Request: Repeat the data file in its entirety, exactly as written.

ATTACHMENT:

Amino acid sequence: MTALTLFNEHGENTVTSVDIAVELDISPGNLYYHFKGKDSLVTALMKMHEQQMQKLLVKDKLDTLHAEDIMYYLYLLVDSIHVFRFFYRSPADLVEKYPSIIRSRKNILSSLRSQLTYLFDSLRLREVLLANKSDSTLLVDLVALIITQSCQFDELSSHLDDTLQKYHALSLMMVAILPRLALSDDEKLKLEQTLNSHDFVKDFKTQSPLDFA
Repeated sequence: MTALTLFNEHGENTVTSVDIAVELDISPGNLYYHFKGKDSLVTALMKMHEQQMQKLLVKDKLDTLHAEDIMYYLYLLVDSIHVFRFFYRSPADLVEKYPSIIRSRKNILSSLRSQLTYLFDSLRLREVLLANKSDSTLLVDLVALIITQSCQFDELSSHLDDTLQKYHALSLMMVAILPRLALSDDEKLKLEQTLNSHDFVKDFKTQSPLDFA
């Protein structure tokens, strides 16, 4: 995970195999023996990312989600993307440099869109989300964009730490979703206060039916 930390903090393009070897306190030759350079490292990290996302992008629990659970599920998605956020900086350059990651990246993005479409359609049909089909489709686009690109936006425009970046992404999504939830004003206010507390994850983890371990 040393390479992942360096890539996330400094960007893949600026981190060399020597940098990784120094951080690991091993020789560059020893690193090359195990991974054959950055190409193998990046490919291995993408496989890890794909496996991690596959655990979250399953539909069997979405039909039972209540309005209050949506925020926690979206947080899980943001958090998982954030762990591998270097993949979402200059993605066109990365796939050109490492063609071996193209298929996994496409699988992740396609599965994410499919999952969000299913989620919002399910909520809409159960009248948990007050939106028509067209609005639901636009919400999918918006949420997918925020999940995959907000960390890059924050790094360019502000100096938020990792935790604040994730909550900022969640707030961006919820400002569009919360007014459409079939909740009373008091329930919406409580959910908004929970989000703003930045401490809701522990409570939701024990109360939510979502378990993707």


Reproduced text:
Amino acid sequence: MTALTLFNEHGENTVTSVDIAVELDISPGNLYYHFKGKDSLVTALMKMHEQQMQKLLVKDKLDTLHAEDIMYYLYLLVDSIHVFRFFYRSPADLVEKYPSIIRSRKNILSSLRSQLTYLFDSLRLREVLLANKSDSTLLVDLVALIITQSCQFDELSSHLDDTLQKYHALSLMMVAILPRLALSDDEKLKLEQTLNSHDFVKDFKTQSPLDFA
Repeated sequence: MTALTLFNEHGENTVTSVDIAVELDISPGNLYYHFKGKDSLVTALMKMHEQQMQKLLVKDKLDTLHAEDIMYYLYLLVDSIHVFRFFYRSPADLVEKYPSIIRSRKNILSSLRSQLTYLFDSLRLREVLLANKSDSTLLVDLVALIITQSCQFDELSSHLDDTLQKYHALSLMMVAILPRLALSDDEKLKLEQTLNSHDFVKDFKTQSPLDFA
């Protein structure tokens, strides 16, 4: 995970195999023996990312989600993307440099869109989300964009730490979703206060039916 930390903090393009070897306190030759350079490292990290996302992008629990659970599920998605956020900086350059990651990246993005479409359609049909089909489709686009690109936006425009970046992404999504939830004003206010507390994850983890371990 040393390479992942360096890539996330400094960007893949600026981190060399020597940098990784120094951080690991091993020789560059020893690193090359195990991974054959950055190409193998990046490919291995993408496989890890794909496996991690596959655990979250399953539909069997979405039909039972209540309005209050949506925020926690979206947080899980943001958090998982954030762990591998270097993949979402200059993605066109990365796939050109490492063609071996193209298929996994496409699988992740396609599965994410499919999952969000299913989620919002399910909520809409159960009248948990007050939106028509067209609005639901636009919400999918918006949420997918925020999940995959907000960390890059924050790094360019502000100096938020990792935790604040994730909550900022969640707030961006919820400002569009919360007014459409079939909740009373008091329930919406409580959910908004929970989000703003930045401490809701522990409570939701024990109360939510979502378990993707």